Manufacturers of new propane bulk storage must conform to current ASME code and all new pressure vessels need to be National Board certified.  Here’s why… 

ASME Introduction

The American Society of Mechanical Engineers (ASME) is a professional association founded in 1880 in response to numerous steam boiler pressure vessel failures.  Among other things, ASME develops codes and standards for the design and manufacture of mechanical devices.

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Pressure Vessel Code

The largest ASME standard is the ASME Boiler and Pressure Vessel Code (BPVC).  The BPVC is an ASME standard that regulates the design and construction of boilers and pressure vessels.

The BPVC was created in response to public outcry after several serious explosions in the state of Massachusetts.  A fire-tube boiler exploded at the Grover Shoe Factory in Brockton, Massachusetts on March 20, 1905 which resulted in the deaths of 58 people and injured 150. Then on December 6, 1906 a boiler in the factory of the P.J. Harney Shoe Company exploded in Lynn, Massachusetts.  As a result, the state of Massachusetts enacted the first legal code based on ASME’s rules for the construction of steam boilers in 1907.

As catastrophic casualties continued, the ASME developed its boiler code in 1914.  While the code provided a solid reference of construction standards, it lacked an important component: the authority to regulate.  This was complicated by the existence of local and state jurisdictions having their own codes and standards.  The result was a patchwork of confusion having no basis in consistency.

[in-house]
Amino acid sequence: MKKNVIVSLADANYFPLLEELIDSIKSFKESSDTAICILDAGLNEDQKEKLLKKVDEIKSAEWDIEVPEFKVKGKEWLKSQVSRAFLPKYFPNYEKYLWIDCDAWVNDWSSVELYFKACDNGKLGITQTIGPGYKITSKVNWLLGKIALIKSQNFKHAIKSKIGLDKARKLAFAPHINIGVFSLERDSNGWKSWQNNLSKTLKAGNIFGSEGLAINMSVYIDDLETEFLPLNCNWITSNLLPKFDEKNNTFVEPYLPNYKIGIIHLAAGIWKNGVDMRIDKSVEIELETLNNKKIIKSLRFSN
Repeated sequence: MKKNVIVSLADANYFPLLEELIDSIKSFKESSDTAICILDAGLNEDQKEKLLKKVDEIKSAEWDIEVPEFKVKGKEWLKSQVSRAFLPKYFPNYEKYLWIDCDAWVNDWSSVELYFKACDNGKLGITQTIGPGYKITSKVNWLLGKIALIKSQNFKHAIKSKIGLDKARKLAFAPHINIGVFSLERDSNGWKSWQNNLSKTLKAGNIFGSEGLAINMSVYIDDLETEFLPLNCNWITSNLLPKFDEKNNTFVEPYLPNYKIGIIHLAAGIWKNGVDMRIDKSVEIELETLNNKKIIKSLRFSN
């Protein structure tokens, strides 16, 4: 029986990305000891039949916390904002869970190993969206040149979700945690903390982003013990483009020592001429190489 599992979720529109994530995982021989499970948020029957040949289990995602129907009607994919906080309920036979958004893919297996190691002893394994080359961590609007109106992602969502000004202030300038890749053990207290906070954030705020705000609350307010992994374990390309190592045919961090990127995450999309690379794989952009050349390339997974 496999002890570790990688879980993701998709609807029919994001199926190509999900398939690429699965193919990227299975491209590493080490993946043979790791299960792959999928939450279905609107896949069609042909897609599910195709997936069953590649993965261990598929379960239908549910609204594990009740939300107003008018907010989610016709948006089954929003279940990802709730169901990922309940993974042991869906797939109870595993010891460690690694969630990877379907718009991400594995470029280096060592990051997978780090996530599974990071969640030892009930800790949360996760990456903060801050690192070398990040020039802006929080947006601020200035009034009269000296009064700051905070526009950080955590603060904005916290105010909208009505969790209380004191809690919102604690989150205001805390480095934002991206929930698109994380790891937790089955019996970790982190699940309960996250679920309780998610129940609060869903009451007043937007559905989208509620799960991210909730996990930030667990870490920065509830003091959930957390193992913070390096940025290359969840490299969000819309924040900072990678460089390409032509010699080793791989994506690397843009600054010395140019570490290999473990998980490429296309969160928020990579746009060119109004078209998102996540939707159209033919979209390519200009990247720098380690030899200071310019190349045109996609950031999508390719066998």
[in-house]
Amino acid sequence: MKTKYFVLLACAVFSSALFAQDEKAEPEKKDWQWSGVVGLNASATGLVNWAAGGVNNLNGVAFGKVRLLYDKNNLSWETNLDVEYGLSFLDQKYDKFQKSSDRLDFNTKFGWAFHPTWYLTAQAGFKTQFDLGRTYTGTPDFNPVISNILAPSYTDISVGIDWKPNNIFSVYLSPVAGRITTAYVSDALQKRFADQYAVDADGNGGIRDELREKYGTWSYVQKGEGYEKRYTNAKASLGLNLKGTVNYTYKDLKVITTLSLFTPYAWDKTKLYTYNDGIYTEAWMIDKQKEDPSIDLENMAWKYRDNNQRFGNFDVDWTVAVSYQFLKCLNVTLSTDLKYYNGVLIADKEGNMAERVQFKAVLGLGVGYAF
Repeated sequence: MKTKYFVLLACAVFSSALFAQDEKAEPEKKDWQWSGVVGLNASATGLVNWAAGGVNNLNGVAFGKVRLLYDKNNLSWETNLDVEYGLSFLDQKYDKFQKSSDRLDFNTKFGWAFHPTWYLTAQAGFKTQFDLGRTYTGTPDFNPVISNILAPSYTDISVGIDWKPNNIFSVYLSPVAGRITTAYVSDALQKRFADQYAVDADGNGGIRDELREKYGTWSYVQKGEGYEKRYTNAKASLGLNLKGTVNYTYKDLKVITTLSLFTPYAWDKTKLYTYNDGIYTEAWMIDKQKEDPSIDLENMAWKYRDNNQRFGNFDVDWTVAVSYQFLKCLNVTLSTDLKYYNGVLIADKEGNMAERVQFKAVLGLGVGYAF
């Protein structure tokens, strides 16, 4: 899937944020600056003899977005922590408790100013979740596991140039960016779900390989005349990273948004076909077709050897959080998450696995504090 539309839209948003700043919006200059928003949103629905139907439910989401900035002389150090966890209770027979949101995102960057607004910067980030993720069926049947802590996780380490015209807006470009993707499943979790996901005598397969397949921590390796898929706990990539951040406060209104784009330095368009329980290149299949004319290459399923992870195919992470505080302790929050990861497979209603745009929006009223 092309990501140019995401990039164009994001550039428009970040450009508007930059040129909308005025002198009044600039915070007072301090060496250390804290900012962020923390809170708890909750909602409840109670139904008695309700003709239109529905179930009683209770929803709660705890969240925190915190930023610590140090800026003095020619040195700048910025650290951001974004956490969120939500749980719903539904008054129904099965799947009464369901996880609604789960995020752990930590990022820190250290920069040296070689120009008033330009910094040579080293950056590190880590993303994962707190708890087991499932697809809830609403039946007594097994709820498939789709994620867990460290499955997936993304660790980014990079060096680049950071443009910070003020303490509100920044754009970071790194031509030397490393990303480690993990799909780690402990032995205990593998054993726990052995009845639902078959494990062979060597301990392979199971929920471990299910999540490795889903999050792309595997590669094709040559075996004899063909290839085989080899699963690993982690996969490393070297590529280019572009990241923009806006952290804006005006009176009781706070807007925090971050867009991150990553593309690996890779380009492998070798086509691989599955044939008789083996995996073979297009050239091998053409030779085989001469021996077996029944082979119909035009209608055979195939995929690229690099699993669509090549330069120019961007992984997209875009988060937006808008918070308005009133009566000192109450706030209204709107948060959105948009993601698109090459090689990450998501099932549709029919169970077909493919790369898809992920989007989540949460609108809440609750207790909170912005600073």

National Board

On December 2, 1919, Ohio Chief Inspector Carl Myers met with chief inspectors from other jurisdictions to discuss creation of a board of inspector representatives from each of the existing jurisdictions.  Hence, the genesis of the National Board of Boiler and Pressure Vessel Inspectors.

In 1921, The National Board developed a system for qualifying inspectors and authorizing manufacturers to stamp a National Board number on inspected boilers.  Registration of a boiler with a National Board number could now be completed with the manufacturer submitting an original manufacturer’s data report (birth certificate) to the National Board for permanent retention.  This document, certified by both the manufacturer and the National Board Commissioned Inspector, gave the chief boiler inspectors of all participating states and cities the assurance they needed to allow a boiler to be installed for operation within their respective jurisdictions.

NB Registration

Today, the National Board of Boiler and Pressure Vessel Inspectors is composed of chief boiler and pressure vessel inspectors representing states, cities, and provinces enforcing pressure equipment laws and regulations.  The goal of National Board registration is still the same as it was in 1921: provide assurance that a pressure-retaining item was constructed in accordance with the ASME Boiler and Pressure Vessel Code and that it was inspected by a qualified National Board Commissioned Inspector.

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